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Home / Opinion / Opinion | NRC, NPR and who is an alien?

Opinion | NRC, NPR and who is an alien?

Even before the final schedule of questions in the NPR has been notified, states have objected. Kerala and West Bengal have already put the process on a “temporary hold”, Rajasthan, Maharashtra among others have objected to the inclusion of these questions and also to NPR.

opinion Updated: Jan 30, 2020 18:42 IST
Sudhi Ranjan Sen
Sudhi Ranjan Sen
Hindustan Times, New Delhi
Students protest against Citizenship Amendment Act (CAA), National Population Register (NPR) and National Register of Citizens (NRC) at Jantar Mantar in New Delhi,  January 20, 2020.
Students protest against Citizenship Amendment Act (CAA), National Population Register (NPR) and National Register of Citizens (NRC) at Jantar Mantar in New Delhi, January 20, 2020. (Biplov Bhuyan/HT Photo )

The inclusion of three questions – when and where your parents were born, your mother tongue and where were you living in the past – in the National Population Register (NPR), a biometric database, has left many wondering and states are suspicious about the intent of Centre. The NPR will be plinth for building a National Register of Citizens (NRC).

The apprehension is as wide as it is deep. Even before the final schedule of questions in the NPR has been notified, states have objected. Kerala and West Bengal have already put the process on a “temporary hold”, Rajasthan, Maharashtra among others have objected to the inclusion of these questions and also to NPR.

The government has said that updating the NPR database is necessary for better policy framing, preventing leakages and ensuring those who need help are easier to identify. NPR indeed has been used by the states who today are opposing NPR.

How valid are the objections raised by the states?

Language data is collected in the census. Language data of Census 2011 was released recently. The house-listing phase of Census 2021 – the first of the two-phase process – and NPR is being conducted together. Census data is, however, protected and cannot be shared, unlike the NPR data. The census data that is released is aggregated to the block and “tehsil” level.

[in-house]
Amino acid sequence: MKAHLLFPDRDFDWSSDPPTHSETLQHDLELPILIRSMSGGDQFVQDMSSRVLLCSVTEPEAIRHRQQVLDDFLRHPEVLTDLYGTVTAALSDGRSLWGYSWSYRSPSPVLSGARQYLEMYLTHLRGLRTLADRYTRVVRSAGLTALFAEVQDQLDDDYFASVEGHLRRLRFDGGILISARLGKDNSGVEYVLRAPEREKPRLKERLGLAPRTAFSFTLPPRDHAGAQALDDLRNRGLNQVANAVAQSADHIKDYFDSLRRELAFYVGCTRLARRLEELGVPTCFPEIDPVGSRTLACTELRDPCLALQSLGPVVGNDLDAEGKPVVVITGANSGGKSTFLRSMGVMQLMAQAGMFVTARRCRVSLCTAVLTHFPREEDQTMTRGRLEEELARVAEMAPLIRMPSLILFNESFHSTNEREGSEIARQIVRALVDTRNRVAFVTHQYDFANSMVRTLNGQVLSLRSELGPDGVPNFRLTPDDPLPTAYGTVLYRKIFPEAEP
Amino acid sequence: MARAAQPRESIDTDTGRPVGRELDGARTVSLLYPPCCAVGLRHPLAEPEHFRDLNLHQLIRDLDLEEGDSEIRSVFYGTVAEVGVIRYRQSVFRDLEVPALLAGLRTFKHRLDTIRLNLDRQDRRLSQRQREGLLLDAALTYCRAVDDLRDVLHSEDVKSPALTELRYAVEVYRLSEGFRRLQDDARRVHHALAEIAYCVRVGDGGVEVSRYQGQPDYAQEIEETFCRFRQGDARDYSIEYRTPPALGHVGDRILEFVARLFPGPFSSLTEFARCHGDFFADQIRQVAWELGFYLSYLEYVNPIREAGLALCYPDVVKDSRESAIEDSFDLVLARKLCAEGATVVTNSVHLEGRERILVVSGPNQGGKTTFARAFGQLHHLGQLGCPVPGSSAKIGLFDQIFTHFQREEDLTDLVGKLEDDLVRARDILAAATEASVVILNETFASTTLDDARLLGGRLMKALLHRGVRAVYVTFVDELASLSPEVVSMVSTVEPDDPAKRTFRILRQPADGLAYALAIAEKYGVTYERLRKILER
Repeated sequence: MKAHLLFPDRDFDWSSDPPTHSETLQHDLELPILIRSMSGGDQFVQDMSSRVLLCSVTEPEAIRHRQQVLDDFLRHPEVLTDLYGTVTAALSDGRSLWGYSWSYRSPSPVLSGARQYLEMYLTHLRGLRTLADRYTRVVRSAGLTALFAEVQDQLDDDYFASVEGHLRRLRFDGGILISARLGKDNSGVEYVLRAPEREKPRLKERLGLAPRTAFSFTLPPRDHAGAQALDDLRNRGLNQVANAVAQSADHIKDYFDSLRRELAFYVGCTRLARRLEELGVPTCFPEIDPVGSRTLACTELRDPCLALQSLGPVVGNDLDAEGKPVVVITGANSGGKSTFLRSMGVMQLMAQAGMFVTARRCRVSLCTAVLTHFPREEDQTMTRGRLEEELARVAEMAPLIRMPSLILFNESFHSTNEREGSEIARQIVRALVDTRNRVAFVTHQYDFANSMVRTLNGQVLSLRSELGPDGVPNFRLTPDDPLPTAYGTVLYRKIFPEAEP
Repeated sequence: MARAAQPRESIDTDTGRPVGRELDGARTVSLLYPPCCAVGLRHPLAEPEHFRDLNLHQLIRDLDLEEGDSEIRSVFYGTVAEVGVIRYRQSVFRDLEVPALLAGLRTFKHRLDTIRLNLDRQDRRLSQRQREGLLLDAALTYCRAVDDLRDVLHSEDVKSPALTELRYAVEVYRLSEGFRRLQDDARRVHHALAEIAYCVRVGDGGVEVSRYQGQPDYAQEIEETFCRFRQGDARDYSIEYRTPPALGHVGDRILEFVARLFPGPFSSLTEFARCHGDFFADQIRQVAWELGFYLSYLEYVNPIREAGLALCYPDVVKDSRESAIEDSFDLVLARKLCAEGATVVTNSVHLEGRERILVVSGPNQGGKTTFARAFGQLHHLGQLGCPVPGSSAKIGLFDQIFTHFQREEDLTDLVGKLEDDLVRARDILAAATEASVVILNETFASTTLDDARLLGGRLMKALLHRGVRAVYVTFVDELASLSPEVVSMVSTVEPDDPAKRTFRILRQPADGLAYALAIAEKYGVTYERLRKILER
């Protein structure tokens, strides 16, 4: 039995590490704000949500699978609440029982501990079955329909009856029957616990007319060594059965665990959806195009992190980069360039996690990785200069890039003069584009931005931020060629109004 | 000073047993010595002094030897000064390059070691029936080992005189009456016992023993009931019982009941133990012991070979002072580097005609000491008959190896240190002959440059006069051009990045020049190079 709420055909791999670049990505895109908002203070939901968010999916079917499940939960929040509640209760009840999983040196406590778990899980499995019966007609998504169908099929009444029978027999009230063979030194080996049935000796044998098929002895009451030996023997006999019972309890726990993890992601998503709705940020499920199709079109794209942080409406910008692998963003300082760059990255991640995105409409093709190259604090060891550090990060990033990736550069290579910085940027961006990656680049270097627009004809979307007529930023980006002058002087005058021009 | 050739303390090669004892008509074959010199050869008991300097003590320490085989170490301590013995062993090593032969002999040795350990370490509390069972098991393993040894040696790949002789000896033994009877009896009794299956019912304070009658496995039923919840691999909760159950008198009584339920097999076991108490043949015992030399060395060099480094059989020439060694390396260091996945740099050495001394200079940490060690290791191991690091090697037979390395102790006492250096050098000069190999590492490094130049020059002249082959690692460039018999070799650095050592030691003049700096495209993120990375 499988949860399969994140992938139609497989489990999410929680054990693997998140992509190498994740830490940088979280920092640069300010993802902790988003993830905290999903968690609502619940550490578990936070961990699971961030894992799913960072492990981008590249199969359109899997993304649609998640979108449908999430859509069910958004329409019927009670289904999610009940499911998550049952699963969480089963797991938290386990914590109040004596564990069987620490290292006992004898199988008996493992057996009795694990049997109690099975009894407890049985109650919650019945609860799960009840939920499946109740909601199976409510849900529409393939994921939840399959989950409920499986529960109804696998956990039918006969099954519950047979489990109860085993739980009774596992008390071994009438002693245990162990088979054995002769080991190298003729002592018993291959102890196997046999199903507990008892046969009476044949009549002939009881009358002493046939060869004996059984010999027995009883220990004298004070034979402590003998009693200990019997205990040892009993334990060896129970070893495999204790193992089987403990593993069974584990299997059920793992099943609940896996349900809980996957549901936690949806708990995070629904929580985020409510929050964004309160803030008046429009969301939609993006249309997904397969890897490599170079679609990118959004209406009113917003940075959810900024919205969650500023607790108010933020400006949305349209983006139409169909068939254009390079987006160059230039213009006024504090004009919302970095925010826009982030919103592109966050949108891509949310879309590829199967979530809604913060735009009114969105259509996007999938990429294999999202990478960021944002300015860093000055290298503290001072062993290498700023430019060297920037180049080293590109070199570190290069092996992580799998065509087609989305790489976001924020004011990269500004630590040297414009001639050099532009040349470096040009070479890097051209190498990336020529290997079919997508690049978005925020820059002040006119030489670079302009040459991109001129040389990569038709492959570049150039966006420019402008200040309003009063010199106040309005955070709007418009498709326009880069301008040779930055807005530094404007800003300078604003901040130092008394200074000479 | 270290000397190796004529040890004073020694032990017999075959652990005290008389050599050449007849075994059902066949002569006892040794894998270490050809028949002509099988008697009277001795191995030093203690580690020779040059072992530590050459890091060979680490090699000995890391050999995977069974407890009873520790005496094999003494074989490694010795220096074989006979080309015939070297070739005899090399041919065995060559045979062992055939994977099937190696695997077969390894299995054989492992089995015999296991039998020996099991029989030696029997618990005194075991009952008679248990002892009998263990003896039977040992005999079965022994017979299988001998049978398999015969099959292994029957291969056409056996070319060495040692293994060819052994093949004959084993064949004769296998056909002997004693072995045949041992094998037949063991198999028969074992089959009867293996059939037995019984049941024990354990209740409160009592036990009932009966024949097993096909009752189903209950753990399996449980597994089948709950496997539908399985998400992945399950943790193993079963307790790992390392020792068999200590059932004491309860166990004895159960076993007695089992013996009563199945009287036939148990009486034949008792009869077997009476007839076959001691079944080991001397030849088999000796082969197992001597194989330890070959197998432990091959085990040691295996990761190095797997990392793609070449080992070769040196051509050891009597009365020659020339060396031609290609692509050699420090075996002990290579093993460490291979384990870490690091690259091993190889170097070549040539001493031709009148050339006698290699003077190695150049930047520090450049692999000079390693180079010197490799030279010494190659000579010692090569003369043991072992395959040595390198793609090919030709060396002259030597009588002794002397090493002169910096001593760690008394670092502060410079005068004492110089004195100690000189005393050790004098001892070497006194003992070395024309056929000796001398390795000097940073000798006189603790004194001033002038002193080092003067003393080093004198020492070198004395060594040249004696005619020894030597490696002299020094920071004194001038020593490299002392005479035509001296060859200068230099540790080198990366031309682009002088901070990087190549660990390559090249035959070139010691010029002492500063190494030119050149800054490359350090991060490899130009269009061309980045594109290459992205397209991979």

Including language in the NPR would allow the government to know exactly who or how many are speaking what languages in particular area. Does the government have other plans? For instance, target a particular language-speaking community, for instance, the Bangla or Urdu or Gujarati speaking people? The government’s counter; language data will help in framing curriculums in schools doesn’t wash. The census language data is enough for such initiatives.

Similarly, for the question of where you were living in the past? Census also comes up with migration data. And, importantly how is where you were living in the past going to help policy initiatives or frame developmental schemes better? And likewise, how can when and where your parents were born going to change policy intended to make your life easier? Drafting better developmental policy, therefore, isn’t the sole purpose of updating the NPR in 2020. The inclusion of these questions clearly indicates that groundwork is being laid for building an NRC.

The NPR database was built in 2010 and updated in 2015. The Manmohan Singh-led United Progressive Alliance (UPA) stopped short of weeding out citizens from illegal migrants – building an NCR – because a pilot conducted showed women, landless labourers and the elderly had very poor documentation base and were likely to suffer the most.

This government, however, thinks differently. And it has openly said as much. Amit Shah, the current Union home minister, in the run-up to the 2019 general elections called “illegal immigrants” “termites” and promised to “throw them into the Bay of Bengal.”

An NRC database was built in Assam as per the commitment in the 1985 Assam accord. About 1.9 million were prima-facie rendered non-citizens or aliens. Those left out, however, can challenge the decision before a tribunal and then before the court.

Who are “aliens”?

The construction of the Great Wall of China was started in the seventh century BC to control immigration. It was subsequently extended. The United States of America is building one today.

Addressing the same question - who is an alien? – at an equally critical juncture of India’s history, Lokmanya Bal Gangadhar Tilak in 1916 had said, “I don’t call Muhammedan’s aliens… The children of him who wishes to live in India, also wish to live in India. Let them remain… I do not consider him an alien who wishes to make an arrangement whereby that country in which he has to live, his children have to live and his future generations have to live, may see good days and be benefitted.”

In equally lucid terms, Tilak defines an alien, “The king’s duty is to do all those things whereby the nation may become eminent, be benefitted and become equal of other nations… He is to be considered alien who does not do this duty, but looks only to his benefit, to benefit his own race…”